Class aids admission chances

Winter has come, and for seniors the end of the holiday season is the last chance to complete post-graduate exams and applications. What better end to holiday cheer can we imagine than crippling fear and anxiety for our imminent future?

Admissions test requirements for law, medical and graduate schools have fueled an industry of test prep tools, books and private classes. This industry, however, does not adequately facilitate success on the test in graduate programs or whichever career they head toward.

Self-teaching is not a sufficient education plan for the thousands of different kinds of students who make the decision to go to graduate school. What’s more is that the unnecessarily difficult admissions process narrows the pool of applicants to demographics that have the resources to expend on the extra books and classes.  

Some argue that it is important to make the admissions process into graduate school difficult to prevent lazy, uneducated or unqualified people from being admitted.

This argument assumes that people who do not receive the help and resources they need to learn the necessary material and skills to do well are lesser than the people who earn them or are born with access to them.

Refusing to change access to the types of resources for admissions tests limits the pool of people who will even consider graduate school. Better methods of teaching the test will open it up to a wider audience and will increase the intelligence of the whole group.

Instead of claiming it is students’ inability to absorb information and develop necessary skills that prevents them from scoring well, more studies should explore better methods of retention and preparation for the test.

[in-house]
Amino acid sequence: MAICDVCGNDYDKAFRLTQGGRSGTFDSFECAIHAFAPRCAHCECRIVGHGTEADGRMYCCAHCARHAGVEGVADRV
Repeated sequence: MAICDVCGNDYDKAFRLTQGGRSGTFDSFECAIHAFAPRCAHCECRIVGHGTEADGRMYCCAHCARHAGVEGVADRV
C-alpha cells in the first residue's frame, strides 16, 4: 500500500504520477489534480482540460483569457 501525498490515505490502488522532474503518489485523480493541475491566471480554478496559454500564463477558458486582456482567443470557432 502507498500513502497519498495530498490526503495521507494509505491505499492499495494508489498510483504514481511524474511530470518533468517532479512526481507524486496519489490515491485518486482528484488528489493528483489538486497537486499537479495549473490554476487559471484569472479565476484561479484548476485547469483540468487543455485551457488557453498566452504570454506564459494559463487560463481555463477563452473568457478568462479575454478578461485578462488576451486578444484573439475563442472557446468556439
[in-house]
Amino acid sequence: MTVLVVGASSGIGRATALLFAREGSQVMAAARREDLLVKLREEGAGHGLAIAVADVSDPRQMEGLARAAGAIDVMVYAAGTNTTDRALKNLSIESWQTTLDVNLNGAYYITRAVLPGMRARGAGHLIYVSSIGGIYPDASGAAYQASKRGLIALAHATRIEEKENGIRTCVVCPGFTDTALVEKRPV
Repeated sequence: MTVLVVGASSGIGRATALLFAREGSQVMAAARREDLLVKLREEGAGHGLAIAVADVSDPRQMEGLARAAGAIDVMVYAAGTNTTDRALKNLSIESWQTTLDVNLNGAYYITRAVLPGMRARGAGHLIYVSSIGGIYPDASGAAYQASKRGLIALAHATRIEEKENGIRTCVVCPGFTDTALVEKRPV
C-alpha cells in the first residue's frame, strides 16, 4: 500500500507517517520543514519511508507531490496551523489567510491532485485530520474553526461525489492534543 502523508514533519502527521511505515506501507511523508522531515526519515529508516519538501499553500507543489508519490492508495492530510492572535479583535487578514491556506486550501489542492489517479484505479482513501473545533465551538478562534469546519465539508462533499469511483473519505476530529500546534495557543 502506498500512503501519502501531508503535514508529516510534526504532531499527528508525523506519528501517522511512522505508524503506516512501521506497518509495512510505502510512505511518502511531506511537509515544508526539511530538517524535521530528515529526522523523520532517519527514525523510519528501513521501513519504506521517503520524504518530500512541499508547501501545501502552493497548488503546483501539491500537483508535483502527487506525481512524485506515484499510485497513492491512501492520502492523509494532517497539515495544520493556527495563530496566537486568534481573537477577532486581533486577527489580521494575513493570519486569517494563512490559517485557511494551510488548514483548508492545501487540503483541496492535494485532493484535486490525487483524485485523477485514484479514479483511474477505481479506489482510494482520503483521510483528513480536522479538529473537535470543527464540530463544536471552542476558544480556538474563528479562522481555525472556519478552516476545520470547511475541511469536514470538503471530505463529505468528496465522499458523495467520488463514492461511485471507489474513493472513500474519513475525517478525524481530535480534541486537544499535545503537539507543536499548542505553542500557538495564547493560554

The problem is likely not that a “failing” student didn’t have the ability to learn material or develop critical thinking skills.

A more appropriate model for test preparation would be having an actual class at the university dedicated to graduate school admissions, with sections dedicated to specific tests like the LSAT, GRE and MCAT.

The nice thing about the test prep industry is that it has already developed a curriculum. Practice tests, drills and lessons are already developed by companies like Kaplan and College Review.

Keeping up with a tutor outside of one’s normal school hours or being expected to teach yourself on your own time is the surest way to get the fewest people to prepare for the test.

What students may need most is the proper coaching and training that they could receive in a classroom.

Staying dedicated to a study plan is much easier when it is part of a normal class routine. It would also reduce costs for full-time students that are interested in taking a test, but cannot spend money on an outside tutor.

The model is similar to Advanced Placement and International Baccalaureate systems that high schools use, and it has proven successful.  It is a waste of potential for students to be shut out of admission and scholarships because of an imperfect admissions test system. 

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